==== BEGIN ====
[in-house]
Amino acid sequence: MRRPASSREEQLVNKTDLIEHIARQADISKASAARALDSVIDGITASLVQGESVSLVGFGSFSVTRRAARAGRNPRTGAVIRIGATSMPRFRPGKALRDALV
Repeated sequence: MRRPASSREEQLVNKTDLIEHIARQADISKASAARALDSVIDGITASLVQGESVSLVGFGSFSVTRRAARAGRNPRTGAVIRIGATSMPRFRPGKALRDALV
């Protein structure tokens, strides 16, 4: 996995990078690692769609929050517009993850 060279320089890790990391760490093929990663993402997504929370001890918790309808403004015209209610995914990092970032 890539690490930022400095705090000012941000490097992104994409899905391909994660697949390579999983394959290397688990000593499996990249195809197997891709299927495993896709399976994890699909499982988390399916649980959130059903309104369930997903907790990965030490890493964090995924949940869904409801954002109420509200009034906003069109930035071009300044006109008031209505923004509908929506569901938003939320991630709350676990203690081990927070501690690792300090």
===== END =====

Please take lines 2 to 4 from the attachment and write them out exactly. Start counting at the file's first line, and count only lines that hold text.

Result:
Amino acid sequence: MRRPASSREEQLVNKTDLIEHIARQADISKASAARALDSVIDGITASLVQGESVSLVGFGSFSVTRRAARAGRNPRTGAVIRIGATSMPRFRPGKALRDALV
Repeated sequence: MRRPASSREEQLVNKTDLIEHIARQADISKASAARALDSVIDGITASLVQGESVSLVGFGSFSVTRRAARAGRNPRTGAVIRIGATSMPRFRPGKALRDALV
């Protein structure tokens, strides 16, 4: 996995990078690692769609929050517009993850 060279320089890790990391760490093929990663993402997504929370001890918790309808403004015209209610995914990092970032 890539690490930022400095705090000012941000490097992104994409899905391909994660697949390579999983394959290397688990000593499996990249195809197997891709299927495993896709399976994890699909499982988390399916649980959130059903309104369930997903907790990965030490890493964090995924949940869904409801954002109420509200009034906003069109930035071009300044006109008031209505923004509908929506569901938003939320991630709350676990203690081990927070501690690792300090």